The parents of divine twins are often a sky god and a goddess associated with horses. This is seen in many Celtic myths, but it’s also found in Hindu mythology, which gives us the Asvins: a pair of divine horsemen and healers who symbolise sunrise and sunset. The Asvins were born to the goddess Suranyu who turned herself into a horse to escape from Surya, the Sun. But he impregnated her anyway, as gods do.
This curious connection between twins and horses is also found in Greek mythology in the story of Castor and Pollux. These twins were inseparable and did everything together so were often called by one name: the Dioscuri, which means ‘sons of Zeus.’ Castor and Pollux, like the Asvins, were associated with horsemanship and were known for their ability to calm the ‘white horses’ of the ocean. But they weren’t born to a horse goddess; they were hatched from eggs and only one of them was a son of Zeus.
The story goes that Zeus ‘seduced’ Leda, the Queen of Sparta, by transforming himself into a swan. Leda then produced two eggs that each contained a pair of twins. One egg had Pollux and Helen (who would later cause the Trojan War); and the other egg had Castor and Clytemnestra (who would later marry Agamemnon, the military leader of the Greeks in the Trojan War).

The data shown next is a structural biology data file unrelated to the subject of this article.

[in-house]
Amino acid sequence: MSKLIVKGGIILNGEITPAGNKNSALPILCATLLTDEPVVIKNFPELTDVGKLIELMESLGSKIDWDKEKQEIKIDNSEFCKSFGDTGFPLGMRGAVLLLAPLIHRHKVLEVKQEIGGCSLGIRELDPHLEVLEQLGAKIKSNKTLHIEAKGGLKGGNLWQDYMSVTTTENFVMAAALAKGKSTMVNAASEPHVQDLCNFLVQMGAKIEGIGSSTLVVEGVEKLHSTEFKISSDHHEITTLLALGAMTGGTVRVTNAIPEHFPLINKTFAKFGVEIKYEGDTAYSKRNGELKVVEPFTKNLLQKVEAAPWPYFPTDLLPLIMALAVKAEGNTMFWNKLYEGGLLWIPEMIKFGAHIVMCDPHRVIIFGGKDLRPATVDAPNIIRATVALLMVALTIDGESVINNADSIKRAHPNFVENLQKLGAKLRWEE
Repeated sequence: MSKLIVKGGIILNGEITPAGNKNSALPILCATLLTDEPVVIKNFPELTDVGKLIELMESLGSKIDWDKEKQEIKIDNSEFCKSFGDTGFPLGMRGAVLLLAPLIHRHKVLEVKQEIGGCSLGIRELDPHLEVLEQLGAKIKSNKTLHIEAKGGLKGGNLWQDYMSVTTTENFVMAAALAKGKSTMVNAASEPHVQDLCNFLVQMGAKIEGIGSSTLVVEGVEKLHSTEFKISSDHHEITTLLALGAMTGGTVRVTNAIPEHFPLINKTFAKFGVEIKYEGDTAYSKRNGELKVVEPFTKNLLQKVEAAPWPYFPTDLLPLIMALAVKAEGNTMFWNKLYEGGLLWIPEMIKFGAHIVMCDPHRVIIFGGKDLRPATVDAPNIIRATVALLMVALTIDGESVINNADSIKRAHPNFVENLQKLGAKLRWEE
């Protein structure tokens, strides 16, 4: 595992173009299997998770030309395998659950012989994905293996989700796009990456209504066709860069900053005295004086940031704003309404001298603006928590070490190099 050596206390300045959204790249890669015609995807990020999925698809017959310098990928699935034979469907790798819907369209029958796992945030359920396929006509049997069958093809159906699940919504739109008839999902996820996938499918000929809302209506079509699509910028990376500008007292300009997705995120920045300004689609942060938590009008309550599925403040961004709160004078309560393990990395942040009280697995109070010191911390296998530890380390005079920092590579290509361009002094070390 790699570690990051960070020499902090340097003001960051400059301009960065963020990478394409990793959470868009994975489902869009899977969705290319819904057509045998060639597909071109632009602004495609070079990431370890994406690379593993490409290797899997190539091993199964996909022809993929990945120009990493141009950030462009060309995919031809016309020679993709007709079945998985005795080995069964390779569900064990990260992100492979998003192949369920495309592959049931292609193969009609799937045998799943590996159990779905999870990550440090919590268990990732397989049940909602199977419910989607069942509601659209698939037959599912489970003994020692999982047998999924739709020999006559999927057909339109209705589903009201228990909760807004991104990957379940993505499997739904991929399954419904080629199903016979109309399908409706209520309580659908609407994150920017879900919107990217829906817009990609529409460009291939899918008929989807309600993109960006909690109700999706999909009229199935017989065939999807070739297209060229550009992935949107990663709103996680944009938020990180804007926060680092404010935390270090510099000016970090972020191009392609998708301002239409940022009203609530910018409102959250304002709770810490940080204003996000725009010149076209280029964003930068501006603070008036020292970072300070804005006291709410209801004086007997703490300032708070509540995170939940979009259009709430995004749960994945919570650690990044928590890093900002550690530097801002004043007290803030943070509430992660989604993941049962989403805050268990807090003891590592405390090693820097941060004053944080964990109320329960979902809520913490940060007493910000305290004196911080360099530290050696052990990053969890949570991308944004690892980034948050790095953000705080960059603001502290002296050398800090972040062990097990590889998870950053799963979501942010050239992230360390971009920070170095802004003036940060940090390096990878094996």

So here we have two sets of twins with the same mother but different fathers. Pollux and Helen were the divine children of Zeus, while Castor and Clytemnestra were the mortal children of Leda’s husband, King Tyndareus of Sparta.
The sort-of twins grew up to become great adventurers and joined the Argonauts and travelled with Jason (see Aries Myths post). They had a great time fighting side by side, but it couldn’t last. Castor was killed in a fight with another set of twins, Idas and Lynceus, and because he was mortal, had to go to Hades.
Pollux was grief-stricken and asked Zeus to bring Castor back, or to accept his own life instead. Zeus took pity on his son and offered to give half his immortality to his brother. So the twins were reunited but they had to divide their time between Hades and Olympus – spending half the year as mortals in the underworld, and the other half as divine.